Dusseldorf during the Christmas market period

6. Eating

The food is what keeps us coming back every year! There's something for everyone, from the traditional bratwurst to sauerkraut and steaks, soups, vegetarian food and lots of sweets. The vendors normally have a spot in the same place every year so we have a sort of a pilgrimage every year to visit the same vendors for bratwurst, steak sandwich, hot Mojito's, Feuerzangenbowle (Fire Punch), Hungarian lángos and Kinder crepes.
Have lots of change with you because most of the food is around 3-7 euro's and it's quicker if you have the exact money. Some do accept credit cards but it's so much faster to pay in cash.

Cathedral market, Cologne

7. Drinking

You cannot visit a German Christmas market without having lots of glühwein, although be aware that if you go for glühwein mit rum it does indeed include lots of rum. The further the night, the more rum you'll have in your mug. You can also have it without the rum, but why would you? There's also other drinks like eggnogg, hot cholocate, beer, wine and so on. Naturally, there's also non-alchoholic drinks.

Every market has their own mug for the glühwein and on most years they're slightly different. We're not completely sure if they make new mugs every year because sometimes you get a mug from one of the previous years. It's fun to check the mugs and see what's different this year. You can even take the mugs with you, if you want, to start a little Christmas mug collection. Normally they have a year on the mug also. How it works is that you buy a glühwein (or another warm beverage) that's usually roughly around 4 or 5 euro's. A deposit of 2,50e is added to the cost. If you bring the mug back you get the deposit back but if you want to keep the mug, you've already paid 2,50e for it.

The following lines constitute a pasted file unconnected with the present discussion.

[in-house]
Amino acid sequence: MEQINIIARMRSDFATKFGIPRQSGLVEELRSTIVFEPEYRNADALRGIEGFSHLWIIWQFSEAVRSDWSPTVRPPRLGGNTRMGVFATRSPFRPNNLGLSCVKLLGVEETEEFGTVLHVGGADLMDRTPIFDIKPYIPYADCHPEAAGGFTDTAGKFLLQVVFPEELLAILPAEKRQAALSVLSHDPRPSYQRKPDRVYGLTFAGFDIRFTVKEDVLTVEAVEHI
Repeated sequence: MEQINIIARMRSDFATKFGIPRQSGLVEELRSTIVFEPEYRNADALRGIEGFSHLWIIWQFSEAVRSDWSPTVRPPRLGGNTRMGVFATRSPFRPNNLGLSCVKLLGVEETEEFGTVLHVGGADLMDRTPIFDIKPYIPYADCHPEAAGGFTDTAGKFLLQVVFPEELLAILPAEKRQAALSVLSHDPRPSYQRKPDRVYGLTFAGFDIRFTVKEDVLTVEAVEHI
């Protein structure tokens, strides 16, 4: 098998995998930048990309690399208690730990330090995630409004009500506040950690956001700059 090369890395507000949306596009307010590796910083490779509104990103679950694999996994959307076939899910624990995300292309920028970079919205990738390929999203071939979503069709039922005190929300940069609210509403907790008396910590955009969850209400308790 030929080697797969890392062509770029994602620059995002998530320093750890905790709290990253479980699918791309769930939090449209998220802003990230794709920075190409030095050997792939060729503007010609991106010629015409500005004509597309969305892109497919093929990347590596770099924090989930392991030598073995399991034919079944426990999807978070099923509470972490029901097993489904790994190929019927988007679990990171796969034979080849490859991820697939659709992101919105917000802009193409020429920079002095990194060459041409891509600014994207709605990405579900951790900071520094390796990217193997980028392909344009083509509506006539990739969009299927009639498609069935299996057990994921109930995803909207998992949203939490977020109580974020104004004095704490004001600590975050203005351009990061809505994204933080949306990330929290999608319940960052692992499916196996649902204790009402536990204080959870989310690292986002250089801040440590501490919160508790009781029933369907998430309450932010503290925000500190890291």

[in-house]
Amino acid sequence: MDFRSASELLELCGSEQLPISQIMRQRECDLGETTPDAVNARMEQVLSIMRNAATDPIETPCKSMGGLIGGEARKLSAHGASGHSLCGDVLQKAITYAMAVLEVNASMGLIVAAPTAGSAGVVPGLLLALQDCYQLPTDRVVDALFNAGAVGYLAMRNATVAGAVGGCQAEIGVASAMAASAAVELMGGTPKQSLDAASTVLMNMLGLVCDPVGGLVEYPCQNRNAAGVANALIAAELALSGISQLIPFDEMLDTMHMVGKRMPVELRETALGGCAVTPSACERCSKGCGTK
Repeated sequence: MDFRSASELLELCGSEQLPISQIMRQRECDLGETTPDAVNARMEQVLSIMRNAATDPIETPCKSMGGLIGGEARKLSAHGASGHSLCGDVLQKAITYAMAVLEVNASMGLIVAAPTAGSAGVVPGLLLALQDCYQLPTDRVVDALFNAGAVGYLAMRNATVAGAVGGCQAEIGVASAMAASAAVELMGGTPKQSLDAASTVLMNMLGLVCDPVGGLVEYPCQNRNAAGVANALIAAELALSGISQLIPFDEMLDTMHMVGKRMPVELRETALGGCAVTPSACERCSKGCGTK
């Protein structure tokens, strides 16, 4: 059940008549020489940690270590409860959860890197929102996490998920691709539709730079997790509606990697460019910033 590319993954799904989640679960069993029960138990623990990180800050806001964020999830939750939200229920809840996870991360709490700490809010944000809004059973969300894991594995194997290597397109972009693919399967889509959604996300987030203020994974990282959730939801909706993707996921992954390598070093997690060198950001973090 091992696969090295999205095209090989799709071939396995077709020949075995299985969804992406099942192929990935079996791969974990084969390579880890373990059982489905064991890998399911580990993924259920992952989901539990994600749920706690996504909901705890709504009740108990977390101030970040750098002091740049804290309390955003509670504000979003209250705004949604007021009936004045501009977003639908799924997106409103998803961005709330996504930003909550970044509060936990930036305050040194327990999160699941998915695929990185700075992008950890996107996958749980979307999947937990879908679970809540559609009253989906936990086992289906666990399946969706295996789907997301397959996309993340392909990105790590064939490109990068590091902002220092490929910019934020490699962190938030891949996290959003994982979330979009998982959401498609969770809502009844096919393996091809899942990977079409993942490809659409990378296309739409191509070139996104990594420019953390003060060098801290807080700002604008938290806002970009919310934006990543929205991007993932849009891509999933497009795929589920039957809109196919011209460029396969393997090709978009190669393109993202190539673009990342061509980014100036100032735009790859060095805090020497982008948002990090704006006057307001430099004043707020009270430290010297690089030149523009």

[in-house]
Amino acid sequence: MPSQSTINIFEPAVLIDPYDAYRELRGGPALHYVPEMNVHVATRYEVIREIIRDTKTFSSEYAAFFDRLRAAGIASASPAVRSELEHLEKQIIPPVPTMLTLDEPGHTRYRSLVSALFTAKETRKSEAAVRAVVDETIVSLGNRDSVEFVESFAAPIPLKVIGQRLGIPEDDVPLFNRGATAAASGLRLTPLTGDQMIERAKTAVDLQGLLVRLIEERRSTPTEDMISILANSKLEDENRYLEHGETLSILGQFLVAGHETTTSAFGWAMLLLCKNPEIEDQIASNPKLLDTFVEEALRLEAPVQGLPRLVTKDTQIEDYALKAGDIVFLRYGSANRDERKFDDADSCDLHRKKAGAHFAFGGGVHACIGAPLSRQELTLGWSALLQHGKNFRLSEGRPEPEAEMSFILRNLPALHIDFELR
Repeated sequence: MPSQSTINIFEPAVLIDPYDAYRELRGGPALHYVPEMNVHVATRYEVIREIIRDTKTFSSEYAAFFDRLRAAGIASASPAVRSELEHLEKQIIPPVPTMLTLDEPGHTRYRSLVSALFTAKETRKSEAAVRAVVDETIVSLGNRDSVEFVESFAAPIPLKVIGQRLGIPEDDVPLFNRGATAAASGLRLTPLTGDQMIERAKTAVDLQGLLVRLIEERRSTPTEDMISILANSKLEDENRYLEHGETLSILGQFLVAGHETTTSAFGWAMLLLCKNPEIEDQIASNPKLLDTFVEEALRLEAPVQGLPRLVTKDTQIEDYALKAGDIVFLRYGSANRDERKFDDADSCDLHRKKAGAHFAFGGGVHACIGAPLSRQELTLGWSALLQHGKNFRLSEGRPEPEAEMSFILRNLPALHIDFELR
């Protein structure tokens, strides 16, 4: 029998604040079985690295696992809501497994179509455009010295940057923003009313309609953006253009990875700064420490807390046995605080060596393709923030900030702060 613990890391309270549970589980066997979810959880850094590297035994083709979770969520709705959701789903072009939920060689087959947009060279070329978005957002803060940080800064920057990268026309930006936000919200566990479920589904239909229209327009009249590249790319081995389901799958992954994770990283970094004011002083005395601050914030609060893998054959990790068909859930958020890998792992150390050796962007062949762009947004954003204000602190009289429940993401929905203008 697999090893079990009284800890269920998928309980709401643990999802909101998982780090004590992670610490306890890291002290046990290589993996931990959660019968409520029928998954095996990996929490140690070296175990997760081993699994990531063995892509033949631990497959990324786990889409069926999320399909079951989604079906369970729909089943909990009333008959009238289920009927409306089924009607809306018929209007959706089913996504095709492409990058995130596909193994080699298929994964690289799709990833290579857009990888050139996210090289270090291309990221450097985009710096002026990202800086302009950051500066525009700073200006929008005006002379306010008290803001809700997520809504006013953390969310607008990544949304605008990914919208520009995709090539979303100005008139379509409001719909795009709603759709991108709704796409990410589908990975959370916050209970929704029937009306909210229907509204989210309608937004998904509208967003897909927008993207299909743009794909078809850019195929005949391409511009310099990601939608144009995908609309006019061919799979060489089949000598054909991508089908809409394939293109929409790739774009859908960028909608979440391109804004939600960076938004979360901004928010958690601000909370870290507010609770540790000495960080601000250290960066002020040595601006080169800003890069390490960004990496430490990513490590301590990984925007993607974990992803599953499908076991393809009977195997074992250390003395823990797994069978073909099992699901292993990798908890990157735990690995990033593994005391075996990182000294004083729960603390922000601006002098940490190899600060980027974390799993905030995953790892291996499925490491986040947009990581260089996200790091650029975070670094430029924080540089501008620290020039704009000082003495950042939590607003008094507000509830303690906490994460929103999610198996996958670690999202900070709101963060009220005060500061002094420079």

Feuerzangenbowle, a must try!

8. All the different markets

Every market is different and it's a good idea to visit (almost) all of them. They have different themes, different vendors and different food. Some have music, activities like ice-skating and so on. We often start either from the Neumarkt that's a bit smaller but has great food or from the one by the Cathedral which is not our favorite as it's by far the largest and the most crowded one. From the Cathedral X-mas market you can continue around the corner to the next one. We don't know it's name as it's not on most maps but it's smaller than the rest but is definitely worth a visit. From there continue to Alter Markt which is probably the most beautiful one and has an ice-skating rink. From Alter Mark we continue to Angel's Market (Markt der Engel) that's our favorite one as we feel it's has the best atmoshpere. In case we started our journey from the market at the Catherdral, we walk to the Neumarkt to end the visit there or in case we started from Neumarkt we walk the other way and end the day at the Cathedral market. There's also a Gay & Lesbian market that's fun to visit, too and another one by the harbour we've never visited.

Neumarkt Christmas market

The biggest Christmas market in Cologne, the Cathedral market

Monday, September 25, 2017

Estonia vs. Finland

If I got a penny every time someone said that Estonia is basically the same as Finland I would have a lot of pennies by now. Even though these two countries share some similarities, like similar languages and maybe culture in some ways, these are still two very different countries with completely different mind sets. Here's our list of some major differences we think are important to understand.

Old Porvoo